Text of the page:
There is actually a place for motorhomes to park in Belem, right beside the Sailing Club, which must be one of the best free camping spots ever.
We spent one day at the Parque das Nacões (the old Expo98 site), mainly at the aquarium (bus and underground trip to get there) . Very impressive, with a huge central tank and some very big fish, plus side tanks for more specialised things and some open sites with otters (very sweet), penguins in a rocky pool with some bloody great bits of ice, a razorbill/puffin/guillemot pool, and a tropical garden with turacos.
A late lunch at an Italian place – there are a million places to eat in the Parque – where Gilroy had a steak and fried potatoes and Sheila almost managed to eat a huge plate of pasta with pesto sauce.
We went in on the usual 714 and then picked up three-day transport passes to complete the trip on the metro. We came back on the 750 bus which seemed to me to be driven at very high speed. I was sitting with my back to the direction so perhaps it seemed worse than it was.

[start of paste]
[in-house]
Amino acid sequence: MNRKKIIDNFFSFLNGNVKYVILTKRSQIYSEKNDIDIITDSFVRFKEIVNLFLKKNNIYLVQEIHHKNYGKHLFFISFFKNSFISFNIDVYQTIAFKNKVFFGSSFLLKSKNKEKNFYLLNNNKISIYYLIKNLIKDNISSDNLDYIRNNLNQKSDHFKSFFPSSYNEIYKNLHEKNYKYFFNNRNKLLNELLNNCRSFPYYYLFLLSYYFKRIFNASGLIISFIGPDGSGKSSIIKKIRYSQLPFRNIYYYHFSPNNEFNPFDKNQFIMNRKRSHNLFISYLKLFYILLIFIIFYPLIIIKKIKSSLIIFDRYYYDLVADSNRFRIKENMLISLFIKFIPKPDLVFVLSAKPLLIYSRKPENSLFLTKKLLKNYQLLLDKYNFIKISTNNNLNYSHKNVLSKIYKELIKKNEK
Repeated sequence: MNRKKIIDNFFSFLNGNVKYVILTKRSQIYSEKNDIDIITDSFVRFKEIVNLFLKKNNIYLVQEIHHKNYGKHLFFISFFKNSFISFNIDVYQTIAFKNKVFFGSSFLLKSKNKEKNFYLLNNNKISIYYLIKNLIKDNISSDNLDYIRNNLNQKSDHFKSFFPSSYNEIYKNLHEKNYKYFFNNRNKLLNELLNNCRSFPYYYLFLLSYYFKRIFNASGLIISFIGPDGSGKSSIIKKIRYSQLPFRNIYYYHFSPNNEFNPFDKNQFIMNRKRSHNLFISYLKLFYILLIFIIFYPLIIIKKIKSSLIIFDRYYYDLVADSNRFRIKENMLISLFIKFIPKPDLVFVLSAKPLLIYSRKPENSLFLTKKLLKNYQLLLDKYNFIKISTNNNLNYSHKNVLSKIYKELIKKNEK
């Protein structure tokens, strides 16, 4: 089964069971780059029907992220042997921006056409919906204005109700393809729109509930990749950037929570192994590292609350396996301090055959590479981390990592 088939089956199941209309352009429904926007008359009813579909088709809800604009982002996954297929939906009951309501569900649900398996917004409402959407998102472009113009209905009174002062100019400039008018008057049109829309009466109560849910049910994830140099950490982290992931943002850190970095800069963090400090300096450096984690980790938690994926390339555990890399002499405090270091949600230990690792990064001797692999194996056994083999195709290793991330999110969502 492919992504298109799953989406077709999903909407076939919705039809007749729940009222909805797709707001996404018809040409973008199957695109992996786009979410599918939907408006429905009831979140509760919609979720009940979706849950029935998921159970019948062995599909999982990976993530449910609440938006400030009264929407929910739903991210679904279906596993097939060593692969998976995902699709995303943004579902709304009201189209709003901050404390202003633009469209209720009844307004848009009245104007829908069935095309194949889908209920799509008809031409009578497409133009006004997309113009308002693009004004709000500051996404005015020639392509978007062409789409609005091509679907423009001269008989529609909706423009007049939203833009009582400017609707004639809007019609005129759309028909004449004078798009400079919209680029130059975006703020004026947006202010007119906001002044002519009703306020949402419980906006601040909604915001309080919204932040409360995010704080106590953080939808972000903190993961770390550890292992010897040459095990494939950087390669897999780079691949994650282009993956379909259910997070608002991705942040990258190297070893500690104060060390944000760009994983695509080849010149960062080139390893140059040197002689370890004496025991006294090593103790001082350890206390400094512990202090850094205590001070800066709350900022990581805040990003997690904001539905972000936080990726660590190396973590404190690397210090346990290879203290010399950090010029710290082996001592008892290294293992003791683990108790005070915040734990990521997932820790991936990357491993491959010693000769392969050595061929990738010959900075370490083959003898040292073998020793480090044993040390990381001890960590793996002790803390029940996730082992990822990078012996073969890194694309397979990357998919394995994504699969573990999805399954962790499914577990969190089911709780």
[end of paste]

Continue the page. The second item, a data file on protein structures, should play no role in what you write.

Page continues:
The parque itself now houses a massive shopping centre an exhibition centre smart offices and apartment blocks - it is very impressive as you can see from the photo. It reminded us a bit of Dubai, probably because of the imaginative architecture.
One day we did the Alfama District of Lisbon – one of the oldest bits because it wasn’t all destroyed in the 1755 earthquake. Lots of very narrow streets, lots of steps, lots of very shagged-out buildings (some still without running water according to the book, and we saw a couple of public wash-houses) and plenty of small restaurants (we chose one at random where we both had grilled dorada). At one place we saw the cook grilling the sardines on a tiny barbecue housed under the arch over the street. It has got to be a very small restaurant that hasn’t even got a kitchen. Some dodgy looking fellers as well, they looked and acted as if they were the local drunks but we never saw them drinking anything so perhaps it was an open-air AA meeting.
We spent the afternoon at the Castle, which provides excellent views over Lisbon, and has good bogs. This is always important to Gilroy who doesn’t like to be more than 15 minutes away from the nearest lav.